Symmetry gets a new look

Welcome to the Symmetry redesign! Notice something different? Today marks the launch of a brand new Symmetry magazine. We’ve simplified and updated our webpages to help you find what you’re looking for, to guide your attention to our...Show More Summary

Frightfully smart jack-o’-lanterns

These physics-themed jack-o’-lanterns come with extra brains. There are no tricks, only treats, when you add science to your annual pumpkin-carving festivities. That’s why we at Symmetry created designs featuring spooky versions of important...Show More Summary

Q&A with Fermilab's first artist-in-residence

Symmetry sits down with Lindsay Olson as she wraps up a year of creating art inspired by particle physics. How did you end up at Fermilab? LO: In March 2014 I had an exhibition of my work at North Park College. Several members of the Fermilab art committee attended my talk. Show More Summary

049/366: Frozen Fractals

We’ve had a serious cold snap over the last few days, with temperatures dropping from the 60F kind of range down to 40F. And with that comes, well: Happily, it’s going to warm back up over the next couple of days, but it won’t be long before I need to extend nearly every morning’s routine…

The Evolution of a Sad Balloon

A few years back, I did a couple of posts on the physics of a sad balloon (that is, a helium balloon that can no longer lift itself up to the ceiling), the first on simple buoyancy, the second on how long it takes for the helium to leak out. These were based on only…

Who Are You People? Now With SCIENCE!

It’s been a while since I did it, but on a few occasions in the past, I’ve done posts here titled “Who Are You People?” asking readers to comment and say something about themselves. This is not remotely scientific, as a survey of blog readership, though. Happily, an actual scientist is stepping up for this:…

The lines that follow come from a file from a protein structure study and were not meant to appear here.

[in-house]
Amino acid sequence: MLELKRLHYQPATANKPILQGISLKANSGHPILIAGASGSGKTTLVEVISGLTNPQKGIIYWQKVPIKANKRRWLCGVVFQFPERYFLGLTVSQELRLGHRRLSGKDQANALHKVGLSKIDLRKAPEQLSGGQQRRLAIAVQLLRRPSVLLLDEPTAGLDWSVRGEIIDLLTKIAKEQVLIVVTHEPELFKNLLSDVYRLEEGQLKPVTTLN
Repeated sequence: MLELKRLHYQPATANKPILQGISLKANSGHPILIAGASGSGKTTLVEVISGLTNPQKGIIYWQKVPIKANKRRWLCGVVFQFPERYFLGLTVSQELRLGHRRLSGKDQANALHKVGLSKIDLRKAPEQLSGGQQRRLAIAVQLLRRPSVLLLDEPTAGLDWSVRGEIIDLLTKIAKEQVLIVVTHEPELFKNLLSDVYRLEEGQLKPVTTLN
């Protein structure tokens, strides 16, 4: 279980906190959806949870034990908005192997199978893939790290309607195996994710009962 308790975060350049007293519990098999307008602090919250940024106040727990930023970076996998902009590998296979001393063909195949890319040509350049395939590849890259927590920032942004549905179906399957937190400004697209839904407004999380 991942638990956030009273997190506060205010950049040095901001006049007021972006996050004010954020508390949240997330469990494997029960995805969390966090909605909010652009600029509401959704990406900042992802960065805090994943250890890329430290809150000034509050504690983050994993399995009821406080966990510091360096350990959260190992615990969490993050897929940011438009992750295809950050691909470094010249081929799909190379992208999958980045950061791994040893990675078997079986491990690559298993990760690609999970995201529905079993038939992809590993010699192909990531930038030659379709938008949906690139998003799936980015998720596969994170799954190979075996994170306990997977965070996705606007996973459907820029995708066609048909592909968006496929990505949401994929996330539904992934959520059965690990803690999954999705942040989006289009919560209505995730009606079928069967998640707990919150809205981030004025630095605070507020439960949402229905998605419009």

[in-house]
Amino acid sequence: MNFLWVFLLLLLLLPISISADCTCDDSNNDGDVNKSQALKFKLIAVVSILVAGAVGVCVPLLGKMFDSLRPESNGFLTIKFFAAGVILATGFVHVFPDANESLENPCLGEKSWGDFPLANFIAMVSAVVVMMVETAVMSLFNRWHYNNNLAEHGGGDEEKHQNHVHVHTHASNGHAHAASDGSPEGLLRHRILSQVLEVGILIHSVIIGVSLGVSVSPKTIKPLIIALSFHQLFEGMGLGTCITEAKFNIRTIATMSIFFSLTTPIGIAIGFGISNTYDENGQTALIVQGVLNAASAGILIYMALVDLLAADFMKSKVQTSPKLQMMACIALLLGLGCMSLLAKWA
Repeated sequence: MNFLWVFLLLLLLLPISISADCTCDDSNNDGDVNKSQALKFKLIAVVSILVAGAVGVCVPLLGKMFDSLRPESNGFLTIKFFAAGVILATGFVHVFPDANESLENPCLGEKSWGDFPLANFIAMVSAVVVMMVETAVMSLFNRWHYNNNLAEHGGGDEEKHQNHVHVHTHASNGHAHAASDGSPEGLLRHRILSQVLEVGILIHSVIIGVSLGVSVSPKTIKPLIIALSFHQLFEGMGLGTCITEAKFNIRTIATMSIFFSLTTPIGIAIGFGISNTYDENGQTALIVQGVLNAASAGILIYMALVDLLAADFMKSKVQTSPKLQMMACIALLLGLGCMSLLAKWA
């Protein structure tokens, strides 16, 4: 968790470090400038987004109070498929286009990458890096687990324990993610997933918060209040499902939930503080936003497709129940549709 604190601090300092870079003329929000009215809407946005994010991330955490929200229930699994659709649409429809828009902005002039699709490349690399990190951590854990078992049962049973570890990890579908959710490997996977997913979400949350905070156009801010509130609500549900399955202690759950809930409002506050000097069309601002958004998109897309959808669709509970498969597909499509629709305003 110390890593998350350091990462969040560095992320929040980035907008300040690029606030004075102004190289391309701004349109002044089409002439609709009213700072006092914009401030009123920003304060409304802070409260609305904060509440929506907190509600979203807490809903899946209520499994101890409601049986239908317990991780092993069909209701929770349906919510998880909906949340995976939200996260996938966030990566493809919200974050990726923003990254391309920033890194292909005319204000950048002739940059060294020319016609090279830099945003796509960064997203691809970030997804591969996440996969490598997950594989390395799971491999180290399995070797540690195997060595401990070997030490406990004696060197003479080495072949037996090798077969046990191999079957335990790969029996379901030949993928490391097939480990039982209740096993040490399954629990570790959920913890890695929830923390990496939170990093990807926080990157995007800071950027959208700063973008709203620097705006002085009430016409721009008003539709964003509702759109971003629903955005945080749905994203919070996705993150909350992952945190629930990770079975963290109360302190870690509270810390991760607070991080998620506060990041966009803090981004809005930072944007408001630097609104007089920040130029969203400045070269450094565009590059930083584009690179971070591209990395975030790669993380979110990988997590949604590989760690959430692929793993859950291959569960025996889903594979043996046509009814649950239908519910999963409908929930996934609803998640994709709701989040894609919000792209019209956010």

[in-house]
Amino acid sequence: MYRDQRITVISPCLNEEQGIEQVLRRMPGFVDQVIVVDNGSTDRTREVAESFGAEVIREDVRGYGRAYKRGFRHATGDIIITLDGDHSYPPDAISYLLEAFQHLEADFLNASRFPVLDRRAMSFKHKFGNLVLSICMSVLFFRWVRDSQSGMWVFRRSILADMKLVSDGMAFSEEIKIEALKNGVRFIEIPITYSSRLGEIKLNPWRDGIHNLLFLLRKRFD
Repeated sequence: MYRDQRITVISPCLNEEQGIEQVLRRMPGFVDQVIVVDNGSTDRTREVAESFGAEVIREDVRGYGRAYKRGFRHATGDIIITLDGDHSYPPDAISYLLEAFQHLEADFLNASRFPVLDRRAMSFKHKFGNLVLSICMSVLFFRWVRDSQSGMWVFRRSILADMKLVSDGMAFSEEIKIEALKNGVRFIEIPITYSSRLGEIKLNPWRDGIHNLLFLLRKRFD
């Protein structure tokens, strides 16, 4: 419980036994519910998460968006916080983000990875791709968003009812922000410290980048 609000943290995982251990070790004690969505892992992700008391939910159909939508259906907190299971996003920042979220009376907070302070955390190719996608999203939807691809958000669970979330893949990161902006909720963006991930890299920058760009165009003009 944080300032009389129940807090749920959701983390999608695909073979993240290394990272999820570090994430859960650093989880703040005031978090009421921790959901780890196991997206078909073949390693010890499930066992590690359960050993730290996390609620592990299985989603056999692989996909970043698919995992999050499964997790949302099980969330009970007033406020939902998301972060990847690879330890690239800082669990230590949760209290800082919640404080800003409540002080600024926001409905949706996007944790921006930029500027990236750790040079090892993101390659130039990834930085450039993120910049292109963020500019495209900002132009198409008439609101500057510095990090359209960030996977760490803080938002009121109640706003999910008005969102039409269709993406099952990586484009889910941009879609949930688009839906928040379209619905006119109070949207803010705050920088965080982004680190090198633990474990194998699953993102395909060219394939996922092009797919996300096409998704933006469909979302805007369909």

Ordinary Words Will Do

Izabella Laba, a noted mathematician at the University of British Columbia, recently posted some tweets that used me as a bad, cautionary example for how “STEM faculty should be less contemptuous of social sciences.”  Here was the offending comment of mine, from the epic Walter Lewin thread last fall: [W]hy not dispense with the empirically-empty […]

048/366: Reading Race

Every Sunday, I take the kids down to the Schenectady Greenmarket, which from May-October is held outdoors, on the streets around City Hall. This puts it right next to our local independent bookstore, The Open Door, which is kind of popular with the kids: We have a standing agreement that they can each get one…

047/366: Late Bloomers

Another Saturday full of kid stuff, chiefly a rather brisk soccer game– around 45F at game time, with a stiff breeze. It was interesting to see how different kids reacted to the cold. One or two got hyper, and ran around crazily to stay warm, while some others just disengaged from the game. And a…